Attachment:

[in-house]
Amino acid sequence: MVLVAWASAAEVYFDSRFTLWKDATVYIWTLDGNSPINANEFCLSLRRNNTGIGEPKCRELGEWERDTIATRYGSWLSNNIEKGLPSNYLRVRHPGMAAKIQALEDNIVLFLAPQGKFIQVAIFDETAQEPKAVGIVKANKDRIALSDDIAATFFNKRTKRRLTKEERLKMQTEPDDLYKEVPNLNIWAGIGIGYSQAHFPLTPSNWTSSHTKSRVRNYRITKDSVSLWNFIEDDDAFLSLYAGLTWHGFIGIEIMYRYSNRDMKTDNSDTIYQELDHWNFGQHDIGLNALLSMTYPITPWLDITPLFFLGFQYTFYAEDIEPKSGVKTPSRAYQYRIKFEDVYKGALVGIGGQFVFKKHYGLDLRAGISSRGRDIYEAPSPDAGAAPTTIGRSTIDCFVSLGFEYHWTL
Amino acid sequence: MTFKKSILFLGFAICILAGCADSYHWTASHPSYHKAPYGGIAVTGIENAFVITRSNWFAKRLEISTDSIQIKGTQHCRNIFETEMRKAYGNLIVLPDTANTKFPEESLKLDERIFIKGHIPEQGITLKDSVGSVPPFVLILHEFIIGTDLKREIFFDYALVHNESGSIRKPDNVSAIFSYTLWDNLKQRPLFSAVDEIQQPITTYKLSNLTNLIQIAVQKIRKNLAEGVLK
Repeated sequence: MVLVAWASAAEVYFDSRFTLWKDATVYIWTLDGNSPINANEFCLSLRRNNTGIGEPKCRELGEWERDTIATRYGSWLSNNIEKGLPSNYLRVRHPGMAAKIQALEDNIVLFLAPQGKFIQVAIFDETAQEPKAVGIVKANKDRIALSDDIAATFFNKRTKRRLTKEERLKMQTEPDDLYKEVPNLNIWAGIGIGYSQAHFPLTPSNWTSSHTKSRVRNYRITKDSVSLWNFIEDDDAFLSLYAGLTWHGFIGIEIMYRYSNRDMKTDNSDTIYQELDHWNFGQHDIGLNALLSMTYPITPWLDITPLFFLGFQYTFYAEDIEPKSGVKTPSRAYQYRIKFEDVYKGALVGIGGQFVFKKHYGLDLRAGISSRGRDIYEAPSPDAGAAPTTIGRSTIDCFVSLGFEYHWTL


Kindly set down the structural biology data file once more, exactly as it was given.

[in-house]
Amino acid sequence: MVLVAWASAAEVYFDSRFTLWKDATVYIWTLDGNSPINANEFCLSLRRNNTGIGEPKCRELGEWERDTIATRYGSWLSNNIEKGLPSNYLRVRHPGMAAKIQALEDNIVLFLAPQGKFIQVAIFDETAQEPKAVGIVKANKDRIALSDDIAATFFNKRTKRRLTKEERLKMQTEPDDLYKEVPNLNIWAGIGIGYSQAHFPLTPSNWTSSHTKSRVRNYRITKDSVSLWNFIEDDDAFLSLYAGLTWHGFIGIEIMYRYSNRDMKTDNSDTIYQELDHWNFGQHDIGLNALLSMTYPITPWLDITPLFFLGFQYTFYAEDIEPKSGVKTPSRAYQYRIKFEDVYKGALVGIGGQFVFKKHYGLDLRAGISSRGRDIYEAPSPDAGAAPTTIGRSTIDCFVSLGFEYHWTL
Amino acid sequence: MTFKKSILFLGFAICILAGCADSYHWTASHPSYHKAPYGGIAVTGIENAFVITRSNWFAKRLEISTDSIQIKGTQHCRNIFETEMRKAYGNLIVLPDTANTKFPEESLKLDERIFIKGHIPEQGITLKDSVGSVPPFVLILHEFIIGTDLKREIFFDYALVHNESGSIRKPDNVSAIFSYTLWDNLKQRPLFSAVDEIQQPITTYKLSNLTNLIQIAVQKIRKNLAEGVLK
Repeated sequence: MVLVAWASAAEVYFDSRFTLWKDATVYIWTLDGNSPINANEFCLSLRRNNTGIGEPKCRELGEWERDTIATRYGSWLSNNIEKGLPSNYLRVRHPGMAAKIQALEDNIVLFLAPQGKFIQVAIFDETAQEPKAVGIVKANKDRIALSDDIAATFFNKRTKRRLTKEERLKMQTEPDDLYKEVPNLNIWAGIGIGYSQAHFPLTPSNWTSSHTKSRVRNYRITKDSVSLWNFIEDDDAFLSLYAGLTWHGFIGIEIMYRYSNRDMKTDNSDTIYQELDHWNFGQHDIGLNALLSMTYPITPWLDITPLFFLGFQYTFYAEDIEPKSGVKTPSRAYQYRIKFEDVYKGALVGIGGQFVFKKHYGLDLRAGISSRGRDIYEAPSPDAGAAPTTIGRSTIDCFVSLGFEYHWTL